People who take Paxlovid can still transmit COVID-19 to others, even if they’re asymptomatic, according to a preprint study.10 Study author Dr. Michael Charness of the Veterans Administration Medical Center in Boston told CNN, “People who experience rebound are at risk of transmitting to other people, even though they’re outside what people accept as the usual window for being able to transmit.”11

The CDC12 and Pfizer13 have suggested that sometimes COVID-19 naturally comes back after a person tests negative, implying that COVID-19 rebound is spontaneous and not necessarily linked to Paxlovid. However, Charness and colleagues didn’t find this to be the case. When they analyzed 1,000 cases of COVID-19 diagnosed among members of the National Basketball Association — none of whom took Paxlovid — no cases of COVID-19 rebound were found.14

Research published in Clinical Infectious Diseases 15 looked into why Paxlovid may be leading to rebound symptoms and suggests it could be the result of insufficient exposure to the drug.16 “Not enough of the drug was getting to infected cells to stop all viral replication,” UC San Diego Health reported. “They suggested this may be due to the drug being metabolized more quickly in some individuals or that the drug needs to be delivered over a longer treatment duration.”17

Pfizer Seeks FDA Approval for Paxlovid

Despite the many questions regarding Paxlovid’s association with rebound infections, Pfizer is moving ahead and seeking full approval of the drug from the FDA.18 The drug’s emergency use authorization restricts who the drug can be sold and marketed to. Once full FDA approval is granted, Pfizer can market the drug directly to consumers.

Paxlovid’s emergency use authorization allows it to be prescribed for adults and children ages 12 and older who are at high risk for progression to severe COVID-19.19 Pfizer estimates that up to 60% of the U.S. population meets these criteria and has at least one risk factor for severe illness, such as obesity or diabetes, making them eligible for the drug.20

However, concerns have risen over whether Paxlovid, which is said to cut the risk of hospitalization or death by 86% in high-risk patients, when taken within five days of symptoms starting,21 is effective in people who are not high-risk.

In fact, Pfizer stopped a large trial of Paxlovid in standard-risk patients because it didn’t show significant protection against hospitalization or death in this group.22 According to a news release from Pfizer:23

“In previously reported interim analyses, the company disclosed that the novel primary endpoint of self-reported, sustained alleviation of all symptoms for four consecutive days was not met, and a non-significant 70% relative risk reduction was observed in the key secondary endpoint of hospitalization or death (treatment arm: 3/428; placebo: 10/426).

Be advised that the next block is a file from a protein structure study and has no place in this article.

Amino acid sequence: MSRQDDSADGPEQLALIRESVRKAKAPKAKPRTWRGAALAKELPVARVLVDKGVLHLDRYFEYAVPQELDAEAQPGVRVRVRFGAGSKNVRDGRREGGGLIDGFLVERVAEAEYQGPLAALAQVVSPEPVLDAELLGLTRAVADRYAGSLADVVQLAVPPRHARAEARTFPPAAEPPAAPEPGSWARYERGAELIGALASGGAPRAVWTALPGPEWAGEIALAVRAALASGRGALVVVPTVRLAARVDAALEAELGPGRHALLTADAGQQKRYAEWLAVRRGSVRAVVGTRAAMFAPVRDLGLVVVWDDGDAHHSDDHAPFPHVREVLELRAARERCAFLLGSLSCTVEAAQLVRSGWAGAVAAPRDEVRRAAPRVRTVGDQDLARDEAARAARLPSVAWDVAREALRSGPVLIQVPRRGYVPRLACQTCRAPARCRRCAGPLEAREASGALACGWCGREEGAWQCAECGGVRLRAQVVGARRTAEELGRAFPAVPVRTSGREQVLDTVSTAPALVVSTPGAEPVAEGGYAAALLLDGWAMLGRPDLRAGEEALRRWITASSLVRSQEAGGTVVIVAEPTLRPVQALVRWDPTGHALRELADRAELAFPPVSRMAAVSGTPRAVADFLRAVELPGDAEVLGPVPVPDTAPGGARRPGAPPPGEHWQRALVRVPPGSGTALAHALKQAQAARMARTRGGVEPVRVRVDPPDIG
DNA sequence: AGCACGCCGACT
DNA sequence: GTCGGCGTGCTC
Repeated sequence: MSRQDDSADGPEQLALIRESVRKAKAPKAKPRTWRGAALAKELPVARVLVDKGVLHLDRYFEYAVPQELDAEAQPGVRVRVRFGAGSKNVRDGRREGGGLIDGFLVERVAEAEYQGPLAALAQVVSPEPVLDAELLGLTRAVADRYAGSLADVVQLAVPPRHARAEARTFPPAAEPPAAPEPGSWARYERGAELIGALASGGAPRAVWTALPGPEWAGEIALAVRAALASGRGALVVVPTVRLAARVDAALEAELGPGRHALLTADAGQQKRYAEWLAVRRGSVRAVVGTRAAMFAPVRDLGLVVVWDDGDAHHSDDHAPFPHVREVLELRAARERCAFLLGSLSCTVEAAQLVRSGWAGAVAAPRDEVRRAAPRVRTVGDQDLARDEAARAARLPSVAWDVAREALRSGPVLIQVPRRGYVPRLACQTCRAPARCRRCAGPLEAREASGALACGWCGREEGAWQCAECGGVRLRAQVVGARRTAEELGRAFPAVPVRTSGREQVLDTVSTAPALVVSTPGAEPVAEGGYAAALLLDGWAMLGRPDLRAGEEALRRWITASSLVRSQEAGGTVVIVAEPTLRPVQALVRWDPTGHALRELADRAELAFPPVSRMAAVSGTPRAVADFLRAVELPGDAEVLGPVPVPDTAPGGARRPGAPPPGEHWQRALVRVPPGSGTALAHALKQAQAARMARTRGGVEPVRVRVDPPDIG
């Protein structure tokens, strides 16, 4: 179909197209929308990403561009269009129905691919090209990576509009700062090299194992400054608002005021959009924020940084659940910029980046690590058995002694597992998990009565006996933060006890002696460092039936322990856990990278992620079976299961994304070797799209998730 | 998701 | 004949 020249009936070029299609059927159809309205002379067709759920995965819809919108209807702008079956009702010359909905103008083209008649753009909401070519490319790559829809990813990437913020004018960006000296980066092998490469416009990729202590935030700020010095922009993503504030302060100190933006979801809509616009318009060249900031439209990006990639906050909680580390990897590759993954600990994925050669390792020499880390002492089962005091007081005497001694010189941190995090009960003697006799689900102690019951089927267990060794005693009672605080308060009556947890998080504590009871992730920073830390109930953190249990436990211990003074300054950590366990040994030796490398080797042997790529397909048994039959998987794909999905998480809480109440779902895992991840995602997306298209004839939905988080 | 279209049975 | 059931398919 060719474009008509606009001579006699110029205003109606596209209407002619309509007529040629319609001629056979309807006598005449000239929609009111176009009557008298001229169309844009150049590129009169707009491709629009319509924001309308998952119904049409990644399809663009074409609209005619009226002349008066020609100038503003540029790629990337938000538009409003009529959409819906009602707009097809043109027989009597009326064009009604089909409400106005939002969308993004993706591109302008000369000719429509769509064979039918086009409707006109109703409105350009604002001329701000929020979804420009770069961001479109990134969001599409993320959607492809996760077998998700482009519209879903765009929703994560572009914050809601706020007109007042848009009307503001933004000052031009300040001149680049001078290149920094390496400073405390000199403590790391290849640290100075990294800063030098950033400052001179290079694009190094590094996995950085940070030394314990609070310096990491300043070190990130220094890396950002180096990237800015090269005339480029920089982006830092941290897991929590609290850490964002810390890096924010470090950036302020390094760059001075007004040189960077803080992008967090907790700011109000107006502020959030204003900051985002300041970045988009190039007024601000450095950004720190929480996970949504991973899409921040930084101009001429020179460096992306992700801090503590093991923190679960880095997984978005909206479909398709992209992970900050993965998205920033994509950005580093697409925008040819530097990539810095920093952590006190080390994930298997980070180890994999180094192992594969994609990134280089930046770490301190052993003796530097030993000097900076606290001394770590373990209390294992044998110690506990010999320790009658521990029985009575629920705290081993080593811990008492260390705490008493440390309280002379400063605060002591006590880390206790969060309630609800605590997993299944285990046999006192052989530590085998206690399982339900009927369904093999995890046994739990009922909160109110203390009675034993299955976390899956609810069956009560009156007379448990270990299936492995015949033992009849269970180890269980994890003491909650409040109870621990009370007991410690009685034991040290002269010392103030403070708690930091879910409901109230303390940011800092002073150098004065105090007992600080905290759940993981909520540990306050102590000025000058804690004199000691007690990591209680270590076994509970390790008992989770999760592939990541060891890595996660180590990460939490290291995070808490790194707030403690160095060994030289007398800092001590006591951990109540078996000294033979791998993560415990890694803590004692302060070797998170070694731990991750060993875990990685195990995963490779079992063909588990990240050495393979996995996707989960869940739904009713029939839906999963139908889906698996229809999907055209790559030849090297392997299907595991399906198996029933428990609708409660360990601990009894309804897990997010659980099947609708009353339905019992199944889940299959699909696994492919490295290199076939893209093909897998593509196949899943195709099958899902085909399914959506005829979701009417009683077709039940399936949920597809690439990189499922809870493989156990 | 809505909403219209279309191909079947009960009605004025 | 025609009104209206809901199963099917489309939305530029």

An updated analysis from 1,153 patients enrolled through December 2021 showed a non-significant 51% relative risk reduction (treatment arm: 5/576; placebo: 10/569). A sub-group analysis of 721 vaccinated adults with at least one risk factor for progression to severe COVID-19 showed a non-significant 57% relative risk reduction in hospitalization or death (treatment arm: 3/361; placebo: 7/360).”

Is Paxlovid Triggering SARS-CoV-2 Mutations?

Initial reports have suggested that SARS-CoV-2 is not mutating and becoming resistant to Paxlovid, but some experts believe it’s only a matter of time before this occurs — and emerging research suggests it’s already happened.

David Ho, a virologist at the Aaron Diamond AIDS Research Center at Columbia University, was among the first to document resistance mutations in HIV 30 years ago and believes the same may be coming with SARS-CoV-2.24 He’s also experienced post-Paxlovid COVID-19 rebound firsthand. Bloomberg reported:25

“Ho said he came down with COVID on April 6 … His doctor prescribed Paxlovid, and within days of taking it, his symptoms dissipated and tests turned negative. But 10 days after first getting sick, the symptoms returned and his tests turned positive for another two days.

Ho said he sequenced his own virus and found that both infections were from the same strain, confirming that the virus had not mutated and become resistant to Paxlovid. A second family member who also got sick around the same time also had post-Paxlovid rebound in symptoms and virus, Ho says.

‘It surprised the heck out of me,’ he said. ‘Up until that point I had not heard of such cases elsewhere.’ While the reasons for the rebound are still unclear, Ho theorizes that it may occur when a small proportion of virus-infected cells may remain viable and resume pumping out viral progeny once treatment stops.”

Studies Show COVID-19 Virus Developing Paxlovid Resistance